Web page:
Asking for help when necessary was also vital to our trip's success. Tagging in a travel agency and accepting help from the incredible staff at Dreams Las Mareas was paramount. Fort Hill Travel planned and booked our stay and airfare, and organized a bus big enough to fit the whole family plus 18 carry-on bags and 21 pieces of checked luggage. 

A large group getting into a bus at the Liberia Airport in Costa Rica

Alessandra Amodio/Travel + Leisure

My uncle, the point person, shared the parameters of our trip with our travel agent and they provided options for a few different countries, resorts, and flights within our budget. We knew Costa Rica and Dreams Las Mareas would be the perfect backdrop for a trip this special.

One must for our trip was an all-inclusive resort. It was the best way to help with the group’s individual budgets, as well as ensure everyone gets the most out of their stay. With food and drink baked into the price of the stay, the all-inclusive resort eliminated day-to-day stress of doing things like making dinner plans for 18 people. The unlimited passion fruit mojitos didn’t hurt, either.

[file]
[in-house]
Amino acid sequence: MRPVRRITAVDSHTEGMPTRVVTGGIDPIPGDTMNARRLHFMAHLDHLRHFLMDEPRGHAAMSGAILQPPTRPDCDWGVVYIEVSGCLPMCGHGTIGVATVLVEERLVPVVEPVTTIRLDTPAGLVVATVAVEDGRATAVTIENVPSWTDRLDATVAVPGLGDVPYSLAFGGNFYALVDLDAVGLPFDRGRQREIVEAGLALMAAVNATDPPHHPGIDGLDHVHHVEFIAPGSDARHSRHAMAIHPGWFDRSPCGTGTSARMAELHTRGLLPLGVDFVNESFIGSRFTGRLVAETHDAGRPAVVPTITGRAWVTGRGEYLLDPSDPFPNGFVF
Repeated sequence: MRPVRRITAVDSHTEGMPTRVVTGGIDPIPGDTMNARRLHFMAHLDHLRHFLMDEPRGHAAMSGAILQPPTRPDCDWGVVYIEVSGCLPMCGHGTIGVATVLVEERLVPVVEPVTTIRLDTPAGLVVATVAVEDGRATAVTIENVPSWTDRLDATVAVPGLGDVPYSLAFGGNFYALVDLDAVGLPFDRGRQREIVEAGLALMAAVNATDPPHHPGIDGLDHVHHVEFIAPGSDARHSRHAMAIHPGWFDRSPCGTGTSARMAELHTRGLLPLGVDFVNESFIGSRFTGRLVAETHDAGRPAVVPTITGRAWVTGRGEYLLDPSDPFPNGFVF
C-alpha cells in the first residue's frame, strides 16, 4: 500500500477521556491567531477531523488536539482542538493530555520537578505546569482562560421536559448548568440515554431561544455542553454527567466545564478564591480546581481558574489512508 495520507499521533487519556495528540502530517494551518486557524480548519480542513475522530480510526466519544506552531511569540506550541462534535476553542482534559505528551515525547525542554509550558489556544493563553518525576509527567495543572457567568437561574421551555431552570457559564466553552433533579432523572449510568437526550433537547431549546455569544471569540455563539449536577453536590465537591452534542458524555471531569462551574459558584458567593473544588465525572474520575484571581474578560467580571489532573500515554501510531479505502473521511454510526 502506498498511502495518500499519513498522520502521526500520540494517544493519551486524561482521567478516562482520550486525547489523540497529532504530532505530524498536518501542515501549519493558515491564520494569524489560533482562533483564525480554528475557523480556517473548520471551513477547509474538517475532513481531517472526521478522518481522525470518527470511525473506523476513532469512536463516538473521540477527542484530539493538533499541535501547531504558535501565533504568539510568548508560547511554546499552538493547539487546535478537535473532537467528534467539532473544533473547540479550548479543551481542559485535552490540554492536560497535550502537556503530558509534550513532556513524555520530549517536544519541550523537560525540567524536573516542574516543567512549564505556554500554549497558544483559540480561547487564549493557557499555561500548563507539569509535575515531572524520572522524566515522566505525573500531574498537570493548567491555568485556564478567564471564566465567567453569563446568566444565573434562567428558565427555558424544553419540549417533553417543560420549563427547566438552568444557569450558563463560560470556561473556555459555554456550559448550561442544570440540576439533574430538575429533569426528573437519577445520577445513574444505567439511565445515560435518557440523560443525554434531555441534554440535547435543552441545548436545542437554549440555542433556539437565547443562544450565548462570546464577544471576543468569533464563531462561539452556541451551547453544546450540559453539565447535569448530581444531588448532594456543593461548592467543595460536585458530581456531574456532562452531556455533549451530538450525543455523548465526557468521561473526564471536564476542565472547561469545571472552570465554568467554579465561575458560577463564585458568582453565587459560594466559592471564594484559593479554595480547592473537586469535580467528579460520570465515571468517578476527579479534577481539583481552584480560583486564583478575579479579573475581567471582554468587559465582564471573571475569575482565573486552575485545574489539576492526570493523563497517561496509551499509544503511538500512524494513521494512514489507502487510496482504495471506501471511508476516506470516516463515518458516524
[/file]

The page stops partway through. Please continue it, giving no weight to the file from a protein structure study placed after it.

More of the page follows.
A mojito and pools at the Dreams Las Mareas Costa Rica

Alessandra Amodio/Travel + Leisure

At Dreams, there are plenty of activities such as cooking classes, sunset kayaking, and sunset and morning hikes. There’s also an on-site waterslide, which the adults enjoyed just as much as the three-year-old. I recommend talking to someone at the resort for the best and worst times for a party of your size to sit down for dinner. We were told anything later than 7 p.m. would be difficult to accommodate, given our group size. Having those quick conversations allowed us to enjoy every meal together.

It’s also crucial to understand everyone has a different vacation style and respect that on a family trip. Knowing each other’s needs and deciding to split off when necessary allowed us to accommodate individual interests and preferences while still enjoying family time. One day, 14 of us explored Buena Vista del Rincón, hiking to waterfalls, soaking in hot springs, zip lining, and horseback riding. The remaining four group members spent their day happily lounging by the resort’s pool, and we all met up for dinner. That said, we all spent most days lounging and laughing by the pool together, including one very intense game of Monkey in the Middle. Though it can be viewed as a vacation faux pas to wake early and reserve your spot by the pool, I recommend asking a few resort employees to help set up your lounge chairs so your family can stick together, especially when dealing with a large group.